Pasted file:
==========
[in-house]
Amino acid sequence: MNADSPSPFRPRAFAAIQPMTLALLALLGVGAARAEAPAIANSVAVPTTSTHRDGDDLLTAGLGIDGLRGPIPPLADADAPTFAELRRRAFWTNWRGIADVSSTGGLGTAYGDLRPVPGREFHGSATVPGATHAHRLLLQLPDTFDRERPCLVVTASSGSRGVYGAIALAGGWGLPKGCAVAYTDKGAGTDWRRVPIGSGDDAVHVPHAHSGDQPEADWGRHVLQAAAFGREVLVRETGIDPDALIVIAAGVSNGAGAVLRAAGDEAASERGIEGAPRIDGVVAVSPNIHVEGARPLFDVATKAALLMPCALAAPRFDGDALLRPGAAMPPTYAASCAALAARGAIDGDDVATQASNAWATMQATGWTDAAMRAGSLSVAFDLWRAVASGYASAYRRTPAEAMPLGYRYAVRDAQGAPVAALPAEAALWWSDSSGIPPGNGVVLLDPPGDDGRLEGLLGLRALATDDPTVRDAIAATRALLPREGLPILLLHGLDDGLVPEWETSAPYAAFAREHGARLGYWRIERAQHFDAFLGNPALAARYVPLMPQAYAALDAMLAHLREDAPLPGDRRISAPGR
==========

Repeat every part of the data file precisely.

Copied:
[in-house]
Amino acid sequence: MNADSPSPFRPRAFAAIQPMTLALLALLGVGAARAEAPAIANSVAVPTTSTHRDGDDLLTAGLGIDGLRGPIPPLADADAPTFAELRRRAFWTNWRGIADVSSTGGLGTAYGDLRPVPGREFHGSATVPGATHAHRLLLQLPDTFDRERPCLVVTASSGSRGVYGAIALAGGWGLPKGCAVAYTDKGAGTDWRRVPIGSGDDAVHVPHAHSGDQPEADWGRHVLQAAAFGREVLVRETGIDPDALIVIAAGVSNGAGAVLRAAGDEAASERGIEGAPRIDGVVAVSPNIHVEGARPLFDVATKAALLMPCALAAPRFDGDALLRPGAAMPPTYAASCAALAARGAIDGDDVATQASNAWATMQATGWTDAAMRAGSLSVAFDLWRAVASGYASAYRRTPAEAMPLGYRYAVRDAQGAPVAALPAEAALWWSDSSGIPPGNGVVLLDPPGDDGRLEGLLGLRALATDDPTVRDAIAATRALLPREGLPILLLHGLDDGLVPEWETSAPYAAFAREHGARLGYWRIERAQHFDAFLGNPALAARYVPLMPQAYAALDAMLAHLREDAPLPGDRRISAPGR